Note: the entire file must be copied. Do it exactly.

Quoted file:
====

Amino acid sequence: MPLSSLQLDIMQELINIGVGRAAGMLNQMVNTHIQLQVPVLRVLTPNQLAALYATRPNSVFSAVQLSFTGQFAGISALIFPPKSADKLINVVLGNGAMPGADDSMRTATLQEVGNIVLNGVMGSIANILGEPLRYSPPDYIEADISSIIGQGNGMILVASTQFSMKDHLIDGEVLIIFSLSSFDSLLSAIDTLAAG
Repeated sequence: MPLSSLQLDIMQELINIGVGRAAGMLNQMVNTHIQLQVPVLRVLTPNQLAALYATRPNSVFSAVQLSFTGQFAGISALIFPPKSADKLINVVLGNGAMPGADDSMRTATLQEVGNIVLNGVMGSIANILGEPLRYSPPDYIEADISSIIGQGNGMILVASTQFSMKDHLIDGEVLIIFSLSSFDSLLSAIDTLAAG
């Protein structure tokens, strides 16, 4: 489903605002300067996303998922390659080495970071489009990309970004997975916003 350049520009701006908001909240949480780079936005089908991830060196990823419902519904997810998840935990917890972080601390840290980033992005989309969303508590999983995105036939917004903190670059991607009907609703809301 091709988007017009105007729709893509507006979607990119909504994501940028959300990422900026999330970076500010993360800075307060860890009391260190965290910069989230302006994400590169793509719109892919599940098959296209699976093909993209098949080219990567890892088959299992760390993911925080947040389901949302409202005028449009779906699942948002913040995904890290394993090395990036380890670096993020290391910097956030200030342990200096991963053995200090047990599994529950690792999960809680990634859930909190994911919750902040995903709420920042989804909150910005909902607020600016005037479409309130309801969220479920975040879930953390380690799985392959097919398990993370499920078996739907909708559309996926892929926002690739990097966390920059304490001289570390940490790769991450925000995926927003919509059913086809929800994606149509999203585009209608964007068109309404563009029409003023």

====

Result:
Amino acid sequence: MPLSSLQLDIMQELINIGVGRAAGMLNQMVNTHIQLQVPVLRVLTPNQLAALYATRPNSVFSAVQLSFTGQFAGISALIFPPKSADKLINVVLGNGAMPGADDSMRTATLQEVGNIVLNGVMGSIANILGEPLRYSPPDYIEADISSIIGQGNGMILVASTQFSMKDHLIDGEVLIIFSLSSFDSLLSAIDTLAAG
Repeated sequence: MPLSSLQLDIMQELINIGVGRAAGMLNQMVNTHIQLQVPVLRVLTPNQLAALYATRPNSVFSAVQLSFTGQFAGISALIFPPKSADKLINVVLGNGAMPGADDSMRTATLQEVGNIVLNGVMGSIANILGEPLRYSPPDYIEADISSIIGQGNGMILVASTQFSMKDHLIDGEVLIIFSLSSFDSLLSAIDTLAAG
């Protein structure tokens, strides 16, 4: 489903605002300067996303998922390659080495970071489009990309970004997975916003 350049520009701006908001909240949480780079936005089908991830060196990823419902519904997810998840935990917890972080601390840290980033992005989309969303508590999983995105036939917004903190670059991607009907609703809301 091709988007017009105007729709893509507006979607990119909504994501940028959300990422900026999330970076500010993360800075307060860890009391260190965290910069989230302006994400590169793509719109892919599940098959296209699976093909993209098949080219990567890892088959299992760390993911925080947040389901949302409202005028449009779906699942948002913040995904890290394993090395990036380890670096993020290391910097956030200030342990200096991963053995200090047990599994529950690792999960809680990634859930909190994911919750902040995903709420920042989804909150910005909902607020600016005037479409309130309801969220479920975040879930953390380690799985392959097919398990993370499920078996739907909708559309996926892929926002690739990097966390920059304490001289570390940490790769991450925000995926927003919509059913086809929800994606149509999203585009209608964007068109309404563009029409003023």